In the early years of my business, I was actively networking and sharing ideas.  Soon my calendar was filled with invitations for FREE coffee, FREE Lunches, FREE dinners where a new business friend wanted to ‘pick my brain’ or ‘share’ an idea.  But more often than not, all that came out of the exchange was a few more inches around my waistline.  Over those meet ups, I would answer their questions, offer contacts, help create solutions.  And more often that not, my potential new business evaporated.  They had gotten what they needed from me over lunch while all I got was a hamburger and a diet coke!

Then Grandpa, an attorney, came to my rescue with some simple advice.  “The first exploratory hour is FREE, after that you go on the clock. Your time and knowledge IS your business.  If you do not value it, no one else will either.”

I’ve gotten better over the years.  (Although, I have to admit that I still give away “gallons of milk” because I often share a lot of ideas in that first hour and enjoy connecting with new people or volunteering within organizations that help entrepreneurs.) But now, when someone asks to come back to the table for second, third or fourth helpings, I am a bit wiser about knowing when to graciously decline those invitations to just get together and ‘chat’ over lunch.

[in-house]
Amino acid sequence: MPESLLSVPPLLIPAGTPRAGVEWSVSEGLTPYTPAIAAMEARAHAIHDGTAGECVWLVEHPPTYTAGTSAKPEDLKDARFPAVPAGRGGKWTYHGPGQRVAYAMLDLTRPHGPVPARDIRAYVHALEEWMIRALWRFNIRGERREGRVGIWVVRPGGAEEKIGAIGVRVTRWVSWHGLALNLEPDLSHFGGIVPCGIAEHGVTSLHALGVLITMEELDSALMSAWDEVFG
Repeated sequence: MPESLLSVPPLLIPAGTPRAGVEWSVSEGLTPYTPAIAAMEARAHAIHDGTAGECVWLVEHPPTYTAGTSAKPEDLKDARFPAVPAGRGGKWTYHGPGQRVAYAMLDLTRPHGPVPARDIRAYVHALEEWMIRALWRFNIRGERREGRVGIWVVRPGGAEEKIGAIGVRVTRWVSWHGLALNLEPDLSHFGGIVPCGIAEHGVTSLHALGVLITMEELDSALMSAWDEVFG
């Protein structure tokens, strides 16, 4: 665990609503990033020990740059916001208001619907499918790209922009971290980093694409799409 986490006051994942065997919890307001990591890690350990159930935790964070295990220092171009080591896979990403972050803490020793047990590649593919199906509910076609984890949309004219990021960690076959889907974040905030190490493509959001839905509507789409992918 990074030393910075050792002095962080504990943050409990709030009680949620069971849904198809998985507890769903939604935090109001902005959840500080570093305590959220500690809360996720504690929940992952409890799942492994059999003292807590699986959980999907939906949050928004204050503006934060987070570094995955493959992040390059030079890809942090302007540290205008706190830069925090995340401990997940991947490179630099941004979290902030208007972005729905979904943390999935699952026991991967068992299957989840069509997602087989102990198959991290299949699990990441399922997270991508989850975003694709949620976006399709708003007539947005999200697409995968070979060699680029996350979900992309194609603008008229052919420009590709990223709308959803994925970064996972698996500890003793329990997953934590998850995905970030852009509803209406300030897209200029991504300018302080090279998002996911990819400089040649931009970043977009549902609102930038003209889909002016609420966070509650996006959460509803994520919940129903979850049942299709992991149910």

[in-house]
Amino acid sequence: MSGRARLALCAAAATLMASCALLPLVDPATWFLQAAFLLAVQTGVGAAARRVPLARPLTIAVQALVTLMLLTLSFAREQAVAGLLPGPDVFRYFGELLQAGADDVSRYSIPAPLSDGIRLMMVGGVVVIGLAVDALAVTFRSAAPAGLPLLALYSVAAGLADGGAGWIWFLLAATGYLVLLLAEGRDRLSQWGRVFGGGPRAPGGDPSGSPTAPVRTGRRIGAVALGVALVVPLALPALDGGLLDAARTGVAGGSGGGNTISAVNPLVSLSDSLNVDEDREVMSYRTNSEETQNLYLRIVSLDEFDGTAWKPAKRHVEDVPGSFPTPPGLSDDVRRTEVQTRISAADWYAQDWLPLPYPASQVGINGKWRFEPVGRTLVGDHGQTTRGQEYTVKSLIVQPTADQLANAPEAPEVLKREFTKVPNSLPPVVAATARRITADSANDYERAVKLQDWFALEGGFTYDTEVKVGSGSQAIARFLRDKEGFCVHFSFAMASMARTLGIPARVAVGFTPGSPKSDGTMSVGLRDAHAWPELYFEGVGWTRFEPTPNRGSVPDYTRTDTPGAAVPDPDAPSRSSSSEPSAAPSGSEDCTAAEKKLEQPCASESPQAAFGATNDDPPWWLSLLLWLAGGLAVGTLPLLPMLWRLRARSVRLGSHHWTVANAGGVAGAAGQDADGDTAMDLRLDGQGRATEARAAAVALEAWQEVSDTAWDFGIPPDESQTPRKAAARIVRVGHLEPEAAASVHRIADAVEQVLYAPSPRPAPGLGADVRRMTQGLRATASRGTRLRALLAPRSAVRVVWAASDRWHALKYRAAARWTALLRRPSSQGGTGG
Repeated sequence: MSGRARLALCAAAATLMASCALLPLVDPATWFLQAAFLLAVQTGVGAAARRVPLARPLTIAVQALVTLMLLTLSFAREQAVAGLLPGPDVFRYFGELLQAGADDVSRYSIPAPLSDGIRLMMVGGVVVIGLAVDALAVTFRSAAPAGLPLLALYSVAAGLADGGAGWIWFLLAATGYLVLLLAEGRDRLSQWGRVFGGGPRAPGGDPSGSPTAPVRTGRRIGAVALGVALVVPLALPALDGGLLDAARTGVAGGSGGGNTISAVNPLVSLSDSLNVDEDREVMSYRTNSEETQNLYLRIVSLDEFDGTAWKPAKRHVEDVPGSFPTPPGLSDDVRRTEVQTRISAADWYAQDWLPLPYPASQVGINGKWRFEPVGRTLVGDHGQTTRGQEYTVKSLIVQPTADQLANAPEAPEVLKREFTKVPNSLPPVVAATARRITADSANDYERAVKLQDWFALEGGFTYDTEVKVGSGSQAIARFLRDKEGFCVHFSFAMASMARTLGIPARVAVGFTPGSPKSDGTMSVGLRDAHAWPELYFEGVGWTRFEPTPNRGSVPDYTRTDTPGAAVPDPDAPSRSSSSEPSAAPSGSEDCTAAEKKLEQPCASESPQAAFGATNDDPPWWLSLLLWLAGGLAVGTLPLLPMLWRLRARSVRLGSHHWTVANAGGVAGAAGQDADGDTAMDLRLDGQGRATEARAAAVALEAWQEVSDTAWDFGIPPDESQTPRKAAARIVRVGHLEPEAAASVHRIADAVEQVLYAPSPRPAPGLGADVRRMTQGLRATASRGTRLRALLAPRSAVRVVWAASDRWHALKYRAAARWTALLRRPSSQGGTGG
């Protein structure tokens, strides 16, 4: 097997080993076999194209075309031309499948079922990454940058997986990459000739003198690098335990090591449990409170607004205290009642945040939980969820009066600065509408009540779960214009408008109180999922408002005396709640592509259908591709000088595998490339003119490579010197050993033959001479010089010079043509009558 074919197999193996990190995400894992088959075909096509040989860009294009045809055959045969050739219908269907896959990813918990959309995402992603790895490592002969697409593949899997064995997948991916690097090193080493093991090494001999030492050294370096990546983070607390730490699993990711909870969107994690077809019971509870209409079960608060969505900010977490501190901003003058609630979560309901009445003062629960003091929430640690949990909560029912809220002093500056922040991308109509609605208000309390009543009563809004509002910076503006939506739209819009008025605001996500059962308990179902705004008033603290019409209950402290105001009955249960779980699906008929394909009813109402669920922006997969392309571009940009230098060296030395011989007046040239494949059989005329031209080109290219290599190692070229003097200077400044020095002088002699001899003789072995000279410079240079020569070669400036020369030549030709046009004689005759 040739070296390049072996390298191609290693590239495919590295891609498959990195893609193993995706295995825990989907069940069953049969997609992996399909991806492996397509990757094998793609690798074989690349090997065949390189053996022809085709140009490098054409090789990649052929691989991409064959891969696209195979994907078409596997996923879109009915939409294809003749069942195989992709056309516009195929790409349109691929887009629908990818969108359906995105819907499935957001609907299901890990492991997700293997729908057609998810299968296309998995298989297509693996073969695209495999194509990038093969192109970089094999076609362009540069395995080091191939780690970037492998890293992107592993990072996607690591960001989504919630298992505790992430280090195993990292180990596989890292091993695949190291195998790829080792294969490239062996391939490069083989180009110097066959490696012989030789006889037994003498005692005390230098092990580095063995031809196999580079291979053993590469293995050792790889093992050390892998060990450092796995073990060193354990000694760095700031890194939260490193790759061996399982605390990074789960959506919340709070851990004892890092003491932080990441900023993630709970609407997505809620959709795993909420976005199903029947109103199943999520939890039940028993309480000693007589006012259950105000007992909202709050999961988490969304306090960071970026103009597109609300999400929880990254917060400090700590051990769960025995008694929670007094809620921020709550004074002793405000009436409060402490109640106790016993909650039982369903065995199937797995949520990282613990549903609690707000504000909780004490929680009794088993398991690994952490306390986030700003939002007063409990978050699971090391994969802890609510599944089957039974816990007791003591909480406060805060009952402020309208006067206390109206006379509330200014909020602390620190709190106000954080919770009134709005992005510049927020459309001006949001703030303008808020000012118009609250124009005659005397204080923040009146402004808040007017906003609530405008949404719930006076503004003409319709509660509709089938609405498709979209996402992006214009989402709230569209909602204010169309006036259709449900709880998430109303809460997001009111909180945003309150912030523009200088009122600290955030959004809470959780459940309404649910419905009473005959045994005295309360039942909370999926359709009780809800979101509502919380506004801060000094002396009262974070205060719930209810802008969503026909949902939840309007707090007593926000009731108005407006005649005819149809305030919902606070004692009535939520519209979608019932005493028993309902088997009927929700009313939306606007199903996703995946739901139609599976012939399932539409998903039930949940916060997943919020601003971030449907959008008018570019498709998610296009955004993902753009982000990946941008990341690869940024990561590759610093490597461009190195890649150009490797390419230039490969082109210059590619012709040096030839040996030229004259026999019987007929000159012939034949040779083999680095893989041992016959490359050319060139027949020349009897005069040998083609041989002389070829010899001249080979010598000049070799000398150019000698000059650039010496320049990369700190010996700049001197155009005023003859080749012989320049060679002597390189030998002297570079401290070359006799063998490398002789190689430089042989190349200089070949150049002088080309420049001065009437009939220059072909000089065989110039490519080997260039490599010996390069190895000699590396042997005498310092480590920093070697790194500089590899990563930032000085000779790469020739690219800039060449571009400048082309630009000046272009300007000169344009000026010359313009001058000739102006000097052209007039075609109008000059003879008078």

For as Grandpa helped me understand… if you can’t find a way to run a profitable business, the business won’t be around to help others profit.

Google has figured this out and is making money.  Eventually, the other social media giants will too.  Old media will need to learn to monetize their ventures in new ways and the new cadre of consultants emerging from the rolls of corporate layoffs will learn the same lessons I have.  There is no free lunch – especially when you are the one serving up all the free information.